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File: 1236851334413.png -(160748 B, 800x3640) Thumbnail displayed, click image for full size. [Oekaki]
160748 No.1144  

(By "universe" I mean "all those cultures that Lojban applies to".)

I've been messing about with drawing Lojbanic things (pic related), and I hypothesise that Lojban can be taught with pictures, stories and Lojban.

Rosetta Stone provides us with some evidence that teaching like this is possible.

In the picture it tries to demonstrate the difference between ‘cat’ and ‘“cat”’, that is, quotation. {mlatu} means "cat", whereas {zo mlatu} means "the word cat". I think the picture illustrates this simply and effectively.

The picture also tries to illustrate that {la foo} is {la'e zo foo} and that it means "the referent of the word 'foo'".

I know for someone looking at it who's never seen Lojban, it's probably incredibly fuzzy. "Does la tibs mlatu" mean "mlatu-ish tibs"? Does it mean "tibs mlatu" is the cat's name? Etc. But I believe these details can be smoothed off with other techniques such as presenting different perspectives on the same grammar.

I'll have to get test subjects to experiment on to perfect a proper tutorial.

I'm requesting that people start trying to draw gismu through pictures and pictured stories, and existing simple Lojban. Or you can try explaining parts of the grammar. It doesn't matter if you are awful at drawing, just draw stick men in mspaint, someone else more skilled at illustration will re-draw it, it's really the concepts behind them that are important. If you use Lojban in your illustrations, make sure that you have defined the words used or make it simple enough that someone else can define the words. Keep your pictures culturally "neutral", but we have a word for "computer"; so don't try to appeal to a Maasai semi-nomad. Lojban is sufficiently culturally specific that you can make some assumptions.

I'm only interested in contribution, detractors can voice their opinions in another thread, please.

Post all contributions in this thread.

I'll be posting more ideas until I or others put together a coherent document somewhere.

>> No.1148  

Being a newbie to Lojban, this image was actually helpful in understanding what la means specifically. Please don't let this effort die

>> No.1149  

I, as a newbie to Lojban, really liked this image. I could see this effort really helping me learn Lojban easier and simpler. Please don't let this effort die!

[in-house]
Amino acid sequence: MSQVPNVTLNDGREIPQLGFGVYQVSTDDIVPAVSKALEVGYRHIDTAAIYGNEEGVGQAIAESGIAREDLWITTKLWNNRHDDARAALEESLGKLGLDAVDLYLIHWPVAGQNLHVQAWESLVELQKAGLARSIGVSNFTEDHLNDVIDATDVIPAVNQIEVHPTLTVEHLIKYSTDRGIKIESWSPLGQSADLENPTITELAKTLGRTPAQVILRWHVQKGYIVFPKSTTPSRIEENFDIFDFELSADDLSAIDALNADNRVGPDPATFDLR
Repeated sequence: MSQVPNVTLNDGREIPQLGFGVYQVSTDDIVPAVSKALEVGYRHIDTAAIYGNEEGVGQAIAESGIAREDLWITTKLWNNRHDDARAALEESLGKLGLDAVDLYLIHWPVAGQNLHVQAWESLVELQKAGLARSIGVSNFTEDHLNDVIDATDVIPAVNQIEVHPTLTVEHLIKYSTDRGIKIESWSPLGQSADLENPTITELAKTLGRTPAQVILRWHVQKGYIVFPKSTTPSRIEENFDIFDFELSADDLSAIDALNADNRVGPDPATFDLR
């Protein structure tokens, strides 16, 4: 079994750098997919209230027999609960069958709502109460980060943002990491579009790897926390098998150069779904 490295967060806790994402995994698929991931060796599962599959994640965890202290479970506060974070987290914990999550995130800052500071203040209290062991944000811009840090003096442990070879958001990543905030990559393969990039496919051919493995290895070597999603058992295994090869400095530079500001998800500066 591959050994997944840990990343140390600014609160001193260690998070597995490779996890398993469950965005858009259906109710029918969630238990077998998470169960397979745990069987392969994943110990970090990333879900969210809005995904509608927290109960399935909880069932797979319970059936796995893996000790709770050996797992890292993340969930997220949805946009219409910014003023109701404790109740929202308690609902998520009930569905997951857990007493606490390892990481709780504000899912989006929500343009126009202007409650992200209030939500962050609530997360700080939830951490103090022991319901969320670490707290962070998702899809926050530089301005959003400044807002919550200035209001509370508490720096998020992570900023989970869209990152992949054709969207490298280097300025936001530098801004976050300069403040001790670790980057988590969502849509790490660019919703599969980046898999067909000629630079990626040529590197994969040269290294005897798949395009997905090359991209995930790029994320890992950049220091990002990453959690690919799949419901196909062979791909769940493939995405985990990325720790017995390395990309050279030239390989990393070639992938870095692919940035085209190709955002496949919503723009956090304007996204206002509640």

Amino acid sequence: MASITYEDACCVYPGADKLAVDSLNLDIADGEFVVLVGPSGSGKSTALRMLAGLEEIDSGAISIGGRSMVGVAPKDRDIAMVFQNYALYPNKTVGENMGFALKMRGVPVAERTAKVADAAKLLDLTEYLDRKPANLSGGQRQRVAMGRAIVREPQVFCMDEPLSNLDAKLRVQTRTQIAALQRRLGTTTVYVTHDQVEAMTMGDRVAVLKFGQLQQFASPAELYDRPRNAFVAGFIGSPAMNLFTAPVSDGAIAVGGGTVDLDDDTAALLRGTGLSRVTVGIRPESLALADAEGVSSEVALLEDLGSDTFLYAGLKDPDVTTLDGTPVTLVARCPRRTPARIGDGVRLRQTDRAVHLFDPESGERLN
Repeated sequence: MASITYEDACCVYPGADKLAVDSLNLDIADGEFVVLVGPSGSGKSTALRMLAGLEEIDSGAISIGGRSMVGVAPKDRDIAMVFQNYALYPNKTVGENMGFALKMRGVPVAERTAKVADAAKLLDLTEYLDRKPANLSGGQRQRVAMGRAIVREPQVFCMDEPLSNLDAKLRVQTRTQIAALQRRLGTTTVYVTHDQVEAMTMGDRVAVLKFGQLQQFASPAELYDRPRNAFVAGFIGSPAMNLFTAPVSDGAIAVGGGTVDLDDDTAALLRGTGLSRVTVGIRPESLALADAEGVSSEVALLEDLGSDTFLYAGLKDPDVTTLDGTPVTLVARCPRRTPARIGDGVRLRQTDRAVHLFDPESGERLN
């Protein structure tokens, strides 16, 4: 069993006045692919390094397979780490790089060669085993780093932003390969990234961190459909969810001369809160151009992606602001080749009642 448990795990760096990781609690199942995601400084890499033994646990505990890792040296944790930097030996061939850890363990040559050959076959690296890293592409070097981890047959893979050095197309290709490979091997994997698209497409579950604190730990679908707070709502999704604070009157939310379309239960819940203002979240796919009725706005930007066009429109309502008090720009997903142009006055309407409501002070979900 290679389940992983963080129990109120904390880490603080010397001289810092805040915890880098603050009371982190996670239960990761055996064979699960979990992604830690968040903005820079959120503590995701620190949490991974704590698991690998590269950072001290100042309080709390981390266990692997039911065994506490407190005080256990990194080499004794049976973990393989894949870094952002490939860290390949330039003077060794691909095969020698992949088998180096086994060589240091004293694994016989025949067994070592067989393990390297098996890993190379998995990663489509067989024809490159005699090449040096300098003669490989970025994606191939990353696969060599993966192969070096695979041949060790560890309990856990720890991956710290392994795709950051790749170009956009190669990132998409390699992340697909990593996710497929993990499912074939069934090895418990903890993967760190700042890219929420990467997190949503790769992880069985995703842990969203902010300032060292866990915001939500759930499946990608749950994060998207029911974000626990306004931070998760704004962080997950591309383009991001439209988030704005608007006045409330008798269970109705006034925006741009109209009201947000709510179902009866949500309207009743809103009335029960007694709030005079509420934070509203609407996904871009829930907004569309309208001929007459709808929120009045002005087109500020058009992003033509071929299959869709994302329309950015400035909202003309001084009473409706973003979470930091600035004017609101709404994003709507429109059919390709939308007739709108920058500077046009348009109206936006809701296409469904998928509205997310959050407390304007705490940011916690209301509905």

>> No.1151  

Sorry about the double post.

>> No.1152  

Thanks for the kind words. Hopefully I can go ahead and start on a beginner's guide. I'm thinking {xravelcli} "picture-ish learning-source" or {xractu} "picture-ish teacher" as names.

>> No.1159  

OK, here have I have a "work-in-progress" page:


>> No.1161  


That's very good. I was going to say that "la'e" and "zo" were probably better left to lesson 87 rather than being introduced in the first lesson, but I see you are now starting with more simple stuff.

Many gismu are already defined/exemplified though pictures in http://jbo.wikipedia.org/wiki/pixra_liste_loi_gismu-b
You could use that as a "dictionary" and concentrate on the grammar, which of course will be the more difficult task.

>> No.1165  

You could have {remna <picture of a woman> ninmu} followed by {remna <picture of a man> nanmu}, to teach words for similar things and different things at the same time. You can also use this trick with the danlu pictures:
{danlu <picture of a man and a woman> remna}
{danlu <picture of a cat> mlatu}
{danlu <picture of a bird> cipni}
{danlu <picture of a man, a woman, a bird, and a cat>}

Pictures teaching the numbers 1 through 9 should be easy. Once you have those, you can start on images like >>1117


la jbobauctuxra == "The Lojbanic-Language-Teaching Picture(s)"

Long, but precise. Actually, since beginners often have trouble recognizing rafsi, "la lojbo bangu ctuca pixra" might be best.

>> No.1167  


> That's very good. I was going to say that "la'e" and "zo" were probably better left to lesson 87 rather than being introduced in the first lesson, but I see you are now starting with more simple stuff.

Thanks, I agree, {la'e} and {zo} are too advanced.

> You could use that as a "dictionary" and concentrate on the grammar, which of course will be the more difficult task.

Indeed, it's certainly the grammar which is the difficult task. I'm defining a few gismu here for use in examples, of course. The loi gismu liste is a nice resource (though a fair few of the pics aren't great). I've been taking onboard the experience of CLL and Rosetta Stone in their approaches to introducing languages. Hopefully this will help me get it in the right order.